Schramm says not only is it just plain fun to go mushroom hunting, but festival goers learn a lot about the medicinal, spiritual, culinary, scientific and emotional benefits of mushrooms, stating, “Mushrooms are the wave of the future. We’re just starting to understand their many uses as tools in bioremediation to naturally clean the Earth.”

So, here’s a rundown of some of the fungi fest’s favorites. CLICK HERE for links to them:

  • Daily – Mushroom Hunt Ride, Ricochet Ridge Ranch, Ft. Bragg.
  • Daily – Live Mushroom Exhibit, Ford House Museum, Mendocino.
  • Nov. 3 – Wild Mushroom and Winemaker Dinner, MacCallum House Inn and Graziano.
  • Nov. 3 – 5 – Mushroom Exploration Tours, Stanford Inn, Mendocino.
  • Nov. 4 – Mushroom Foraging at UC Hopland Research and Extension Center.
  • Nov. 4 – Guitarist Alex de Grassi, UC Hopland Research and Extension Center.
  • Nov. 3 – Coro Winemaker Dinner at the Golden Pig.
  • Nov. 4 – Afternoon Tea at Glendeven Inn with mushroom tea sandwiches.
  • Nov. 4 – Mad Fritz Brewing Co. at the Bewildered Pig.
  • Nov. 5 – Bars, Bordellos and Mushrooms, Kelley House, Mendocino.
  • Nov. 5 – Mycellium in Art & History, Mendocino Art Center.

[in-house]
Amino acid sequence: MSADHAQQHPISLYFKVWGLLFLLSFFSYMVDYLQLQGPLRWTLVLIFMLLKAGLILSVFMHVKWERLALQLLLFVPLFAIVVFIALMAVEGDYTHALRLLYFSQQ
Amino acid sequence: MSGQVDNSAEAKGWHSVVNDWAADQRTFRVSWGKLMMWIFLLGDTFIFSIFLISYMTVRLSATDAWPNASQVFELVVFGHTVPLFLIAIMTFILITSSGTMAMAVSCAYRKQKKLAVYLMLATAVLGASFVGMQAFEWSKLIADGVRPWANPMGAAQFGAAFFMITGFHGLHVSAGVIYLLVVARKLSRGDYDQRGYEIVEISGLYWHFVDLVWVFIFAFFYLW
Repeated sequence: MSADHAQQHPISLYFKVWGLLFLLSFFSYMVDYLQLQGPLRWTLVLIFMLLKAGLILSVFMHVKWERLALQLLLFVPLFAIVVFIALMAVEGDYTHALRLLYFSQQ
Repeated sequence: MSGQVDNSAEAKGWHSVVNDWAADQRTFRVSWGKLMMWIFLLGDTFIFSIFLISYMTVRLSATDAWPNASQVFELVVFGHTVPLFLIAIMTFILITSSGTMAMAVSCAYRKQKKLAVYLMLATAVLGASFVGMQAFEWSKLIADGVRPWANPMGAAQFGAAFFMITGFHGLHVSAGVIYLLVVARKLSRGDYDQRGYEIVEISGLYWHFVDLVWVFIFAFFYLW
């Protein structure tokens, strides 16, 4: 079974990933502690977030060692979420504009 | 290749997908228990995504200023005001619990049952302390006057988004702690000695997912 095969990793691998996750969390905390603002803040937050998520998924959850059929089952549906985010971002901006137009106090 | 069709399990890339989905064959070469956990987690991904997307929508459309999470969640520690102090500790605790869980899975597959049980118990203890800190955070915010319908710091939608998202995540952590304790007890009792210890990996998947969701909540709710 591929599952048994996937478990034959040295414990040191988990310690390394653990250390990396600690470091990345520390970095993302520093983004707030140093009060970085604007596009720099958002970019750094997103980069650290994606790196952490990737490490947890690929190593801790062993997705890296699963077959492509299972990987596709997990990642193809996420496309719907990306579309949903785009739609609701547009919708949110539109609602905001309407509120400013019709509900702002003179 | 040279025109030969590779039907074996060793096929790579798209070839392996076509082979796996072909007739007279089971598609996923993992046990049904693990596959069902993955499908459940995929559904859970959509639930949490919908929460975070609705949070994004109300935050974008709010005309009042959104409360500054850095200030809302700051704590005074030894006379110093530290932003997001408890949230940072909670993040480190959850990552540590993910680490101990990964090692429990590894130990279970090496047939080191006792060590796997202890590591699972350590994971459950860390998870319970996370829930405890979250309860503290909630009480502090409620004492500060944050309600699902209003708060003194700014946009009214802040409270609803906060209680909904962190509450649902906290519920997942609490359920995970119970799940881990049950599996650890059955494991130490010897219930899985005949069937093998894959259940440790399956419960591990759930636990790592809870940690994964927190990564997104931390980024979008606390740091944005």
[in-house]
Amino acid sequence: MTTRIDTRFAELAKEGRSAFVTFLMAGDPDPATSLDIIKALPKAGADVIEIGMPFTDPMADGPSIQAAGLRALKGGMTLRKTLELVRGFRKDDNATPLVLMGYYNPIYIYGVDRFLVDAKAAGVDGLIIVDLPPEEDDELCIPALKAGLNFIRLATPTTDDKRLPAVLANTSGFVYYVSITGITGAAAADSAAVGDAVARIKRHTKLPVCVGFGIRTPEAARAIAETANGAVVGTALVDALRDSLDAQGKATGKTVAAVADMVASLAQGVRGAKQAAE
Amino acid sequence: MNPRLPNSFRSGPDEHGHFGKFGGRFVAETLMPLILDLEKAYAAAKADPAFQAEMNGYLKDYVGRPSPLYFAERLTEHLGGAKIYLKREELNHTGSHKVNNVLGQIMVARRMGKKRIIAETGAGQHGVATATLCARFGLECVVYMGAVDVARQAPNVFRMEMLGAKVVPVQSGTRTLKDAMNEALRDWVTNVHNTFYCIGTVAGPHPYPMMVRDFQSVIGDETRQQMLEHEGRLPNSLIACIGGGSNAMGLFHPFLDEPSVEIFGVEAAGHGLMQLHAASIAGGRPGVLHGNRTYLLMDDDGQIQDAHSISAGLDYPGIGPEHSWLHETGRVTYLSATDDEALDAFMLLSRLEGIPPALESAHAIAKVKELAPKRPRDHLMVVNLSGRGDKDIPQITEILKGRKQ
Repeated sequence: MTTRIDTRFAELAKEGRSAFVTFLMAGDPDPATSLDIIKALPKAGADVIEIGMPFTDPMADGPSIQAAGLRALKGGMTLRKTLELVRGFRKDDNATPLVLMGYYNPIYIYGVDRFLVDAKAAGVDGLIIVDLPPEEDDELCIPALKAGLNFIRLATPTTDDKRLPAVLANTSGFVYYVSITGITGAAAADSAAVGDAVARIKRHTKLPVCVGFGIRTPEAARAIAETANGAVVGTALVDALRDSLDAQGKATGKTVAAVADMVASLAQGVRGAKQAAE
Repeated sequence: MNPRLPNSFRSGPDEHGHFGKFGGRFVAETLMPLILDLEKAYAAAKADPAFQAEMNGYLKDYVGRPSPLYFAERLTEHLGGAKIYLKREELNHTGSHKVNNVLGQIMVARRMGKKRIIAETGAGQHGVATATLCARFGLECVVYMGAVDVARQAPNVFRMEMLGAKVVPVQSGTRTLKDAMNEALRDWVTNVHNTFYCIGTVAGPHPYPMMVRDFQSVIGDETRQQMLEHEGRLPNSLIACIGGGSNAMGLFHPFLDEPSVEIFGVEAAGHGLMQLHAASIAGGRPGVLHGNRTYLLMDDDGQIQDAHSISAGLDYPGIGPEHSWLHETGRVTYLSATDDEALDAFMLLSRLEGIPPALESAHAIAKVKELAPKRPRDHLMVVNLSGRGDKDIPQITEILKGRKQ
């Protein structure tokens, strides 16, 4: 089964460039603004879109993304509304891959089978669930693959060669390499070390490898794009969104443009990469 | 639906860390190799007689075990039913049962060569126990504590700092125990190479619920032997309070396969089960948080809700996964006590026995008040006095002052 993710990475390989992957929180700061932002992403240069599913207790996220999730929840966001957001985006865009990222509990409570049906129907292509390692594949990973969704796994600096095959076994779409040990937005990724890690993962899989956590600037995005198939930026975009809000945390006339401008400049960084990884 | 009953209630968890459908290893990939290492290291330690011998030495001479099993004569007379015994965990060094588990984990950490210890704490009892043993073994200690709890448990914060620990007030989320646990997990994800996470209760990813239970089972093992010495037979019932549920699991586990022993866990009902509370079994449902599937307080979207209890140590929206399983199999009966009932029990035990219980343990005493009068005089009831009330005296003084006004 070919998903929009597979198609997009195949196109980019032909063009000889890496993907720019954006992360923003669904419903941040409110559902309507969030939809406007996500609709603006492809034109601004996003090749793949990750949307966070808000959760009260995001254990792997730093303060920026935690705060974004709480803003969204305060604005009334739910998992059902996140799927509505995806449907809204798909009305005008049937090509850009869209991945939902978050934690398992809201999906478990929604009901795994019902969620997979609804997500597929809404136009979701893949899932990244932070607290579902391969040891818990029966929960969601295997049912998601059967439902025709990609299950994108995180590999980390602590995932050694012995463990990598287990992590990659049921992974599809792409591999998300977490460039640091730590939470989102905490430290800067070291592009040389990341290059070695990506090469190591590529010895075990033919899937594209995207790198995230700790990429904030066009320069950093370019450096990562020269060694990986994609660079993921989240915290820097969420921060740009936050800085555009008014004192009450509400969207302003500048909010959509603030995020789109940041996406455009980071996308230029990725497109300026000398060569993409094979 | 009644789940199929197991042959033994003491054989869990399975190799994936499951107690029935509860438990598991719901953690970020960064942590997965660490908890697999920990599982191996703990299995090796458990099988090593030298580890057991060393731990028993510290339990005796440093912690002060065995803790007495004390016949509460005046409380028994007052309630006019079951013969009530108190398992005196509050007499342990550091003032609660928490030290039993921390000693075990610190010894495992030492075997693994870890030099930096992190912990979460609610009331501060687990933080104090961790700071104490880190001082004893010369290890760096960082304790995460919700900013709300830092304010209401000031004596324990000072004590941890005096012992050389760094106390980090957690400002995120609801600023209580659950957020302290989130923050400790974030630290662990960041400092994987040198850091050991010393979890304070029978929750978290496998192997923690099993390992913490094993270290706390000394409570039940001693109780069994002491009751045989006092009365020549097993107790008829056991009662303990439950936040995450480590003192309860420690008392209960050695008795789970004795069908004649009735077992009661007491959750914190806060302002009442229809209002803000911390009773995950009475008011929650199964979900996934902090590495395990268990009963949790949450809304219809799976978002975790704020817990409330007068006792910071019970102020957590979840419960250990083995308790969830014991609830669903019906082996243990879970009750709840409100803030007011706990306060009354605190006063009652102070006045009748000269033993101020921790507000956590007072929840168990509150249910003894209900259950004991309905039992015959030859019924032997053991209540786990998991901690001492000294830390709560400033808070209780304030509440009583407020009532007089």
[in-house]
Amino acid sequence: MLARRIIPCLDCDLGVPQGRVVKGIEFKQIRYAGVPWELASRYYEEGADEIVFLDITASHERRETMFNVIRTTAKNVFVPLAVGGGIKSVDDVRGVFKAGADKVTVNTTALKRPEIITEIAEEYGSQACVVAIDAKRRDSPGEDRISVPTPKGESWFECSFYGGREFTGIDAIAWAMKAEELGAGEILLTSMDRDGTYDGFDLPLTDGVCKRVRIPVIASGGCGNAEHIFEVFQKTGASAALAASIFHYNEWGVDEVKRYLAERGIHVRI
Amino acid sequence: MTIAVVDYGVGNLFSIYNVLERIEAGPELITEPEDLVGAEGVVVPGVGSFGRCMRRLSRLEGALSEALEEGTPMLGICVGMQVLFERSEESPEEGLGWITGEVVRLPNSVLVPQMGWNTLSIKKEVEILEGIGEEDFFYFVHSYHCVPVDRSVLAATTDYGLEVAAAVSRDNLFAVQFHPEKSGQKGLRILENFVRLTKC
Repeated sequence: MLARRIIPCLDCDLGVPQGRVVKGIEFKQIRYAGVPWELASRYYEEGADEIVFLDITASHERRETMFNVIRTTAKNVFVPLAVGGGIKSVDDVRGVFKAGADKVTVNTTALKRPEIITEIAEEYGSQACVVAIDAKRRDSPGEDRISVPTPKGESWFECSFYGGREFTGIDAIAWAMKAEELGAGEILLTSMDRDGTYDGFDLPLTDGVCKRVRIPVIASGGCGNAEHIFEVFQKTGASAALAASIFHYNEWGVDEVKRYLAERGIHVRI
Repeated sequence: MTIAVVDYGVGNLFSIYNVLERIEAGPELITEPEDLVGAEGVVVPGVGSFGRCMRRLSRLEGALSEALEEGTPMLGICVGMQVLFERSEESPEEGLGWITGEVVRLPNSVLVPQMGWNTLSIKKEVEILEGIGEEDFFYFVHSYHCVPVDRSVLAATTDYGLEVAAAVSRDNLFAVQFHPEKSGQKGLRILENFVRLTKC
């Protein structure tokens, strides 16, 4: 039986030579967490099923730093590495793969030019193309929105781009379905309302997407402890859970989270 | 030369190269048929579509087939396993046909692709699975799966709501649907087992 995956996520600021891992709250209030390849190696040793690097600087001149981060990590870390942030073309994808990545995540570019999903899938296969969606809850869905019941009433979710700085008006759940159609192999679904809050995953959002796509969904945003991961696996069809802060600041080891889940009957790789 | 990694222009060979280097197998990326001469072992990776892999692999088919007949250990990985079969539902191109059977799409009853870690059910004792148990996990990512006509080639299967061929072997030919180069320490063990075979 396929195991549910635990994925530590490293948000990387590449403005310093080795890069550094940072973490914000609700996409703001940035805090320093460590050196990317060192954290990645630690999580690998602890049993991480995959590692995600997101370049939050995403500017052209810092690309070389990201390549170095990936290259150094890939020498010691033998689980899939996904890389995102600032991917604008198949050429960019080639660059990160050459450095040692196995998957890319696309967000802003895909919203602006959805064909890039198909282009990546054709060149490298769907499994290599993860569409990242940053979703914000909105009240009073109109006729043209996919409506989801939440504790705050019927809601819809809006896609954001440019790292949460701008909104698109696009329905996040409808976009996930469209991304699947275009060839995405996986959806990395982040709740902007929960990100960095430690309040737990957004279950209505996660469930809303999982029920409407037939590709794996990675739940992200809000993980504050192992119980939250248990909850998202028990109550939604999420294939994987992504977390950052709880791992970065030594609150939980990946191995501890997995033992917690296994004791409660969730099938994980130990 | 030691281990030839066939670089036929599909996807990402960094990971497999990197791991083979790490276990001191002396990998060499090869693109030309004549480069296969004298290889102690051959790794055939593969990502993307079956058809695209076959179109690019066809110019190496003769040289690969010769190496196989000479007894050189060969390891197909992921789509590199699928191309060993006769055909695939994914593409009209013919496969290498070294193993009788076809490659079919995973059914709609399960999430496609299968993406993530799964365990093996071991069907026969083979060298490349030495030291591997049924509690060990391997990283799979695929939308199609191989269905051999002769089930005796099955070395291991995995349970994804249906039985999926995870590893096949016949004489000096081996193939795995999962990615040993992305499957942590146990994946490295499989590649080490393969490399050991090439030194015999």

• Nov. 5 – Ravens Restaurant medicinal mushroom breakfast.
  • Nov. 5 – Pennyroyal Farm mushroom brunch.
  • Nov. 5 – Foray with Mario Abreu (for beginning foragers), Ft. Bragg.
  • Nov. 7 – Blue Collar Winemaker Dinner at Cucina Verona.
  • Nov. 8 – Barra of Mendocino Winemaker Dinner at Crush.
  • Nov. 8 – Wild Fish Winemaker Dinner.
  • Nov. 10 – Little River Inn Mushroom and Belgian Beer Dinner.
  • Nov. 11 – Mushrooms at the Mendocino Coast Bontanical Gardens, Ft. Bragg.
  • Nov. 11 – Mushroom Foray and Cooking Class at Jade Court, Ft. Bragg.
  • Nov. 11 – Maple Creek Winery/Artevino Mushroom Hike & Forage.
  • Nov. 11 – Saracina Mushroom Foraging and Gourmet Luncheon.
  • Nov. 11 – Jaxon Keys Winemaker Dinner.
  • Nov. 11 – Yamakiri Winery and Ravens Restaurant Mushroom and Winemaker Dinner.